The Senate hearings on Judge Brett Kavanaugh’s nomination to the Supreme Court have brought public attention to the role the Supreme Court, and courts in general, play in our trilateral system of government – a role that the public usually does not see in headlines other than when the Supreme Court considers hot-button social issues such as abortion and gun control. Most of the work done by courts flies under the radar and receives little public attention.
But a critical element in our system of government is its reliance on and belief in the “rule of law.” John Adams expressed this idea when he wrote that government should be a “government of laws and not of men.” It means that private citizens and government are accountable under the law; that laws be clear, just, publicized, and applied equally; that the process by which laws are enacted, administered and enforced are accessible, fair and efficient; and that justice is delivered timely by competent, ethical and independent representatives. Lawyers have an obligation to uphold the rule of law independent of and superseding their obligation to clients. Every person, including lawmakers, law enforcement officials and judges, is subject to the law. The authority of our courts is based on this principle.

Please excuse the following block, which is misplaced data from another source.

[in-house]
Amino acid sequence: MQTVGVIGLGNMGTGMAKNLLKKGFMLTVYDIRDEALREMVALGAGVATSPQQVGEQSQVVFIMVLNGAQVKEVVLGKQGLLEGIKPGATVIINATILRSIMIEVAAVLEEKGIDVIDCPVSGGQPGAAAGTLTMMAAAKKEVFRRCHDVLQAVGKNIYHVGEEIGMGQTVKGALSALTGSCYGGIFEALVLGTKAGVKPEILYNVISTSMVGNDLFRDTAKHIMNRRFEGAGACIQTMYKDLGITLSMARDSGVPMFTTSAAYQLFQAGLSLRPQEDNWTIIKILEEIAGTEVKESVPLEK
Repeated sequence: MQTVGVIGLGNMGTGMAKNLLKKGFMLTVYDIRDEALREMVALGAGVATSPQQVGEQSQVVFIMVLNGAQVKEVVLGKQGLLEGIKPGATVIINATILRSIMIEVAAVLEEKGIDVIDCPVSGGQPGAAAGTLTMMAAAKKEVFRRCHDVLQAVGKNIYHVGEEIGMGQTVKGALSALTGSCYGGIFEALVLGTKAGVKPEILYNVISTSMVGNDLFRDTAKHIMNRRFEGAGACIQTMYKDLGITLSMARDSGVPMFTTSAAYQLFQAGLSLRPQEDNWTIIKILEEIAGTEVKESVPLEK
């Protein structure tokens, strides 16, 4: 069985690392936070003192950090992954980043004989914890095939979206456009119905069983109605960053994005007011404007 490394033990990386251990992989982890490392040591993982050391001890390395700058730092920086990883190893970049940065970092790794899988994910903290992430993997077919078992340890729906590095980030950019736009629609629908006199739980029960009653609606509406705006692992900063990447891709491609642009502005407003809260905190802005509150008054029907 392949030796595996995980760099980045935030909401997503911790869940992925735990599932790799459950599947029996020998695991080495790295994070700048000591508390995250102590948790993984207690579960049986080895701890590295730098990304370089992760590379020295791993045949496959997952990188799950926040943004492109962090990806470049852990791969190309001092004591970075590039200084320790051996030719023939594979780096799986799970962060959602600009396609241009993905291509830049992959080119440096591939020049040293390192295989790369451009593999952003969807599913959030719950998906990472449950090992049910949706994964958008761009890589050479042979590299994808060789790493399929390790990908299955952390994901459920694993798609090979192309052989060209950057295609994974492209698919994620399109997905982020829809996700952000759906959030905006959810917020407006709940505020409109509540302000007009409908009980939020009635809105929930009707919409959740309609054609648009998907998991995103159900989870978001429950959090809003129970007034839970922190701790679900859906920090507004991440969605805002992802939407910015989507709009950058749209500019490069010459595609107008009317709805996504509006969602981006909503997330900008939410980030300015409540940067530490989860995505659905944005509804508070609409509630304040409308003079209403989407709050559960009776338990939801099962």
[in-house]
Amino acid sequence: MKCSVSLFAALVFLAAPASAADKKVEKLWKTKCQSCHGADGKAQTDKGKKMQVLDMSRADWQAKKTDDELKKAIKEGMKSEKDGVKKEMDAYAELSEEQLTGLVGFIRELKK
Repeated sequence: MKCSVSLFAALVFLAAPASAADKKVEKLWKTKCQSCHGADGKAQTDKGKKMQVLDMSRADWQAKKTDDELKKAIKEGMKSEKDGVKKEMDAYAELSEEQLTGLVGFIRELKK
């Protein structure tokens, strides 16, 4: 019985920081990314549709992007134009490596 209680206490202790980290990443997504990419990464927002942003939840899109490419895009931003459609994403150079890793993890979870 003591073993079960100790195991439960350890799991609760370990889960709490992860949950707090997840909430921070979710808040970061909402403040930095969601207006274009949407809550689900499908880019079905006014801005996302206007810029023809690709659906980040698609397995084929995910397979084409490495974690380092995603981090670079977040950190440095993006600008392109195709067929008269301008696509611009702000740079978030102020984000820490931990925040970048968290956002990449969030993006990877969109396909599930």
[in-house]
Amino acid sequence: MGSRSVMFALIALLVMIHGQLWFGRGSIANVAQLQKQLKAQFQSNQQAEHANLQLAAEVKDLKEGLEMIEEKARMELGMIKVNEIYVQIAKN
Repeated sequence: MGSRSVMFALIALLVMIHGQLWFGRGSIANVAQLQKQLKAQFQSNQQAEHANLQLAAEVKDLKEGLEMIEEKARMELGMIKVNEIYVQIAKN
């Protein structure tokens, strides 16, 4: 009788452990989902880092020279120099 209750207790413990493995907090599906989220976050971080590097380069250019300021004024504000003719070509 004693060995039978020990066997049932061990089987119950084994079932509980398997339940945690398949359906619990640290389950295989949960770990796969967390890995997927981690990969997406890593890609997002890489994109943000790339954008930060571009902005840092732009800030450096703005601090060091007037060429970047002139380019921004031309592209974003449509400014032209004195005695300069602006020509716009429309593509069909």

The US Court of Appeals for the D.C. Circuit issued an opinion last month that illustrates the rule of law in the context of the political shift that took place after the election of President Trump. The case, Air Alliance Houston v. EPA, No. 17-155, was heard by a panel of three judges on that court, Judges Rogers, Wilkins, and Kavanaugh. Because of Judge Kavanaugh’s nomination to the Supreme Court, he did not participate in the opinion. The opinion was issued “Per Curiam,” meaning it was not signed by a particular judge but was issued “by the court” collectively. Continue reading →